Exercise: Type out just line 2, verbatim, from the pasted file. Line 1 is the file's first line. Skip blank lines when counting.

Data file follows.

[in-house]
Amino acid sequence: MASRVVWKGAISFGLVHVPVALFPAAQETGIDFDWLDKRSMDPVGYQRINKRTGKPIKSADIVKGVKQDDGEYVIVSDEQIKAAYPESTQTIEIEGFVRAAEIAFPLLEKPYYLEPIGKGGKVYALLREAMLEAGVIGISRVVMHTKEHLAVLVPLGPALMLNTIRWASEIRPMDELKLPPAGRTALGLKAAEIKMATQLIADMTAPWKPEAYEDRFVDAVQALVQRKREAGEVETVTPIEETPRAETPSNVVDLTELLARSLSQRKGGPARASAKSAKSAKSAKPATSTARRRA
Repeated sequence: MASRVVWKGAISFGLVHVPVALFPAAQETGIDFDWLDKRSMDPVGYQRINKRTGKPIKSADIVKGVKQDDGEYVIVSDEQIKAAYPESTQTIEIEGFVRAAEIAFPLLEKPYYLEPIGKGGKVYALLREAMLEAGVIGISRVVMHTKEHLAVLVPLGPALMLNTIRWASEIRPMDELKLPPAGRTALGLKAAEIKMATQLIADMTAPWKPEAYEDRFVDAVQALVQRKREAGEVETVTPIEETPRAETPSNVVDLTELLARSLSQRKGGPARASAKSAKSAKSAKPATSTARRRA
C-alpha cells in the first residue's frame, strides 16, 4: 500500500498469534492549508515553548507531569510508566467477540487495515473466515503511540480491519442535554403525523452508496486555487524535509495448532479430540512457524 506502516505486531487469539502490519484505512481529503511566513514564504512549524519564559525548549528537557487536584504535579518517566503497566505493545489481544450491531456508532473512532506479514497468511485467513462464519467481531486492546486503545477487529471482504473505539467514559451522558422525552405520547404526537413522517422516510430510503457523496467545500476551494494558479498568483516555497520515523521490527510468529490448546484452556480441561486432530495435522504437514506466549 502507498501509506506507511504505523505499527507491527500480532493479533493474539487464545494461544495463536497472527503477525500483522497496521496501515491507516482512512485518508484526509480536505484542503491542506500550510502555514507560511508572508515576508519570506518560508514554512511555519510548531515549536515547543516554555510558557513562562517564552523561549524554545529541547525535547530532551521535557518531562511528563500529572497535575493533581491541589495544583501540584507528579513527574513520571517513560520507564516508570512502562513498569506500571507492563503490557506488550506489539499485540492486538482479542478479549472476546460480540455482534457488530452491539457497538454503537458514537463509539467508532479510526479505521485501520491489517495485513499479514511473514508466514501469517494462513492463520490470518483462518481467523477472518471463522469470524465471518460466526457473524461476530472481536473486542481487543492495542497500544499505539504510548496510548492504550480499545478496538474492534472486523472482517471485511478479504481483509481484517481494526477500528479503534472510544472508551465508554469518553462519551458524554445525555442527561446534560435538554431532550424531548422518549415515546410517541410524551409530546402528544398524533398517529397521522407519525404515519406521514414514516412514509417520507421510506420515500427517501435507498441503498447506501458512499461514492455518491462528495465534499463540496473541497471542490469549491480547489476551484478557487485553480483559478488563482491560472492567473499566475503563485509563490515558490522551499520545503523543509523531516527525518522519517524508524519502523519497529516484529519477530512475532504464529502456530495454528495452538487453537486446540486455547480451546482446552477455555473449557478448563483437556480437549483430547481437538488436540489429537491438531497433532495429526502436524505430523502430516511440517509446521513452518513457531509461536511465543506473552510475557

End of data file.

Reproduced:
Amino acid sequence: MASRVVWKGAISFGLVHVPVALFPAAQETGIDFDWLDKRSMDPVGYQRINKRTGKPIKSADIVKGVKQDDGEYVIVSDEQIKAAYPESTQTIEIEGFVRAAEIAFPLLEKPYYLEPIGKGGKVYALLREAMLEAGVIGISRVVMHTKEHLAVLVPLGPALMLNTIRWASEIRPMDELKLPPAGRTALGLKAAEIKMATQLIADMTAPWKPEAYEDRFVDAVQALVQRKREAGEVETVTPIEETPRAETPSNVVDLTELLARSLSQRKGGPARASAKSAKSAKSAKPATSTARRRA